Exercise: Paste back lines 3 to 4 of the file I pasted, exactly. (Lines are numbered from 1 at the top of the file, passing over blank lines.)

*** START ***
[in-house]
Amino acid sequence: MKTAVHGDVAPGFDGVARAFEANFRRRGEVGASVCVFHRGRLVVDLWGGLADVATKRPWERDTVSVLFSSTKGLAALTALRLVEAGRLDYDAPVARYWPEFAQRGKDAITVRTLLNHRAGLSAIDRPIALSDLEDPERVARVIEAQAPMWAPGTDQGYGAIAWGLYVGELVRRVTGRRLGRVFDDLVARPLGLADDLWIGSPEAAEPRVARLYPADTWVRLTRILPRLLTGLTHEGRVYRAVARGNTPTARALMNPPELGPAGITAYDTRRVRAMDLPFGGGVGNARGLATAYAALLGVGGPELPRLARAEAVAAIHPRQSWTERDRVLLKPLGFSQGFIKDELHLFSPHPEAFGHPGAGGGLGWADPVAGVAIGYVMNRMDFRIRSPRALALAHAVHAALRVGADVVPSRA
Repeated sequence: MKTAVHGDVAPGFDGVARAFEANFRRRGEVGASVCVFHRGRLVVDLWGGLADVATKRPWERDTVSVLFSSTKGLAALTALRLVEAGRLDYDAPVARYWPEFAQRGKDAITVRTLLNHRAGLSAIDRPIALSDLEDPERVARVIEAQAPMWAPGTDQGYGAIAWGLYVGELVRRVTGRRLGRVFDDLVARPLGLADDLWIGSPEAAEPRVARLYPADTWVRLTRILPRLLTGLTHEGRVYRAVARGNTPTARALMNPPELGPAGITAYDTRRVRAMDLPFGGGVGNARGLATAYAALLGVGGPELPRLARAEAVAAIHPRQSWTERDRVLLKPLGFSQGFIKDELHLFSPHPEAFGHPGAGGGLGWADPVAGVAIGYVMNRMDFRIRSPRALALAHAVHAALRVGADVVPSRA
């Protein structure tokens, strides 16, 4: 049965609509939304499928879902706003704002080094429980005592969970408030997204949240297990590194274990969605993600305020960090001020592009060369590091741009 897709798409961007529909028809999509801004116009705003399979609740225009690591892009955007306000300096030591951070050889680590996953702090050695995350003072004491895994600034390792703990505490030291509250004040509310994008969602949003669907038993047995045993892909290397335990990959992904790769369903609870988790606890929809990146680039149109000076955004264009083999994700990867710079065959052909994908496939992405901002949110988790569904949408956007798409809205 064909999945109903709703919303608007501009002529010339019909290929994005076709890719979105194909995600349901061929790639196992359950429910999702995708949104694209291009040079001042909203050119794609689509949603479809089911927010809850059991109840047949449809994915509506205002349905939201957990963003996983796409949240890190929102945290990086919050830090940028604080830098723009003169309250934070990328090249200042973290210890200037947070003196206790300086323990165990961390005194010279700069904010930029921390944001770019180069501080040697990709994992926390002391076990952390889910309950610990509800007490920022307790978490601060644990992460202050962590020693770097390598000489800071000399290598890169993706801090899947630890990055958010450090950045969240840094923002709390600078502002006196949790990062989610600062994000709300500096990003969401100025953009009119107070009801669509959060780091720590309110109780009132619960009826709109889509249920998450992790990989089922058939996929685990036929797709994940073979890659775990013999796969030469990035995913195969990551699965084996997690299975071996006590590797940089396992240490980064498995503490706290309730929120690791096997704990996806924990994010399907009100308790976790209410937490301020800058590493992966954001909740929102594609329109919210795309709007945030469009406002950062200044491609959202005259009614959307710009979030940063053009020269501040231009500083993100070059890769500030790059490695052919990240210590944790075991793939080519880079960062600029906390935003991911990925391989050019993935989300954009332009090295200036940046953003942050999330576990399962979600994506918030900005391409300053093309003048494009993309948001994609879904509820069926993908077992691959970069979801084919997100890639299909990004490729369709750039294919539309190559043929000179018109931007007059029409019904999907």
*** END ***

Repeated sequence: MKTAVHGDVAPGFDGVARAFEANFRRRGEVGASVCVFHRGRLVVDLWGGLADVATKRPWERDTVSVLFSSTKGLAALTALRLVEAGRLDYDAPVARYWPEFAQRGKDAITVRTLLNHRAGLSAIDRPIALSDLEDPERVARVIEAQAPMWAPGTDQGYGAIAWGLYVGELVRRVTGRRLGRVFDDLVARPLGLADDLWIGSPEAAEPRVARLYPADTWVRLTRILPRLLTGLTHEGRVYRAVARGNTPTARALMNPPELGPAGITAYDTRRVRAMDLPFGGGVGNARGLATAYAALLGVGGPELPRLARAEAVAAIHPRQSWTERDRVLLKPLGFSQGFIKDELHLFSPHPEAFGHPGAGGGLGWADPVAGVAIGYVMNRMDFRIRSPRALALAHAVHAALRVGADVVPSRA
């Protein structure tokens, strides 16, 4: 049965609509939304499928879902706003704002080094429980005592969970408030997204949240297990590194274990969605993600305020960090001020592009060369590091741009 897709798409961007529909028809999509801004116009705003399979609740225009690591892009955007306000300096030591951070050889680590996953702090050695995350003072004491895994600034390792703990505490030291509250004040509310994008969602949003669907038993047995045993892909290397335990990959992904790769369903609870988790606890929809990146680039149109000076955004264009083999994700990867710079065959052909994908496939992405901002949110988790569904949408956007798409809205 064909999945109903709703919303608007501009002529010339019909290929994005076709890719979105194909995600349901061929790639196992359950429910999702995708949104694209291009040079001042909203050119794609689509949603479809089911927010809850059991109840047949449809994915509506205002349905939201957990963003996983796409949240890190929102945290990086919050830090940028604080830098723009003169309250934070990328090249200042973290210890200037947070003196206790300086323990165990961390005194010279700069904010930029921390944001770019180069501080040697990709994992926390002391076990952390889910309950610990509800007490920022307790978490601060644990992460202050962590020693770097390598000489800071000399290598890169993706801090899947630890990055958010450090950045969240840094923002709390600078502002006196949790990062989610600062994000709300500096990003969401100025953009009119107070009801669509959060780091720590309110109780009132619960009826709109889509249920998450992790990989089922058939996929685990036929797709994940073979890659775990013999796969030469990035995913195969990551699965084996997690299975071996006590590797940089396992240490980064498995503490706290309730929120690791096997704990996806924990994010399907009100308790976790209410937490301020800058590493992966954001909740929102594609329109919210795309709007945030469009406002950062200044491609959202005259009614959307710009979030940063053009020269501040231009500083993100070059890769500030790059490695052919990240210590944790075991793939080519880079960062600029906390935003991911990925391989050019993935989300954009332009090295200036940046953003942050999330576990399962979600994506918030900005391409300053093309003048494009993309948001994609879904509820069926993908077992691959970069979801084919997100890639299909990004490729369709750039294919539309190559043929000179018109931007007059029409019904999907």